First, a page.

Cape Breton Marten Augmentation Project

NB MartenMarten historically occurred throughout much of forested areas of Nova Scotia including Cape Breton. The Cape Breton population of Marten was provincially listed as Endangered in Nova Scotia in 2001and is currently persisting at very low numbers.

Translocation or the release of captive bred animals was considered the best way to recover marten in Cape Breton because of the small number of individuals within the current population, and the absence of nearby populations. Recent genetic analysis suggests that the marten in Cape Breton are genetically similar to other northeastern North American populations, but suffer from low genetic variation.

A study to determine the feasibility of translocating wild, live-trapped marten, and/or releasing captive-bred marten to Cape Breton was conducted in 2006. A team comprising scientists with expertise in marten, carnivores, genetics and Geographic Information System habitat analysis provided guidance in design and implementation of the study.

Past habitat assessments were used to determine the amount and configuration of suitable marten habitat in Cape Breton and to evaluate its capability to support a marten population. In Northeastern North America marten are closely-associated with extensive stands of mature/"overmature" pure or predominantly coniferous or mixed forest with tree cavities for denning and windthrown/fallen trees to provide additional shelter for prey mammals and subnivean entry points in winter. Currently, in northern areas of Cape Breton there is about 50 000 ha of marten habitat, and habitat forecasts predict there will be over 100 000 ha in 2030.

Eight potential reintroduction areas were identified based on the habitat assessment, the marten habitat management zone, and level of habitat protection (Federal Park or Provincial Wilderness Area). Initial releases were near the Trout Brook, North River, and Middle River Wilderness Areas, and two locations (Cheticamp River and Aspy) within Cape Breton Highlands National Park.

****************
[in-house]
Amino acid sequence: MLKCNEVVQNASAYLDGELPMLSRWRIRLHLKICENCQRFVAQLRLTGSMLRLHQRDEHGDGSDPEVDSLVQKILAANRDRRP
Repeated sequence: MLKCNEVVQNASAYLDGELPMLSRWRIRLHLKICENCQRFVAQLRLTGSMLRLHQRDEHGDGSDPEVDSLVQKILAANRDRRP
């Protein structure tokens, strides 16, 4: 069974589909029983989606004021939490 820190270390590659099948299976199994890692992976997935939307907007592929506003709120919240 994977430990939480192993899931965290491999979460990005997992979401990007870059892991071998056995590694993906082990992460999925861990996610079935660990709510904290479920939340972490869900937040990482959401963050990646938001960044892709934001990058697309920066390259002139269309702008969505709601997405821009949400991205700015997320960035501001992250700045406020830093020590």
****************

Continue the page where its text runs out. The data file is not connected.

See release map.

CB Marten

A number of cooperators and stakeholders interested in the marten augmentation project include: Stora Enso/NewPage, Parks Canada, the Nova Scotia Department of Lands and Forestry, the Trappers Association of Nova Scotia, and Unimaki Institute of Natural Resources.

The project was evaluated through the different stages of capture, transport, holding and release to determine if changes in protocol were necessary, after each year of release, and two, five and ten years after releases have been completed. These evaluations will look at: whether the target of 90-150 translocated animals was met, whether mortality rates were acceptable, if released marten helped to link the separate sub-populations, if the extent of the population increasing into lowland areas, and if there is an indication that a free-living viable population of marten exists on CBI two, five and ten years after release?

Monitoring will include the use of radio-collared animals, track-plates, remote cameras, live-trapping, snow track surveys, carcass collection and incidental reports.

Cape Breton Marten Augmentation Reports:

Cape Breton Marten Augmentation Progress Report 2006-2008
Cape Breton Marten Augmentation Progress Report 2009
Cape Breton Marten Augmentation Final Report 2010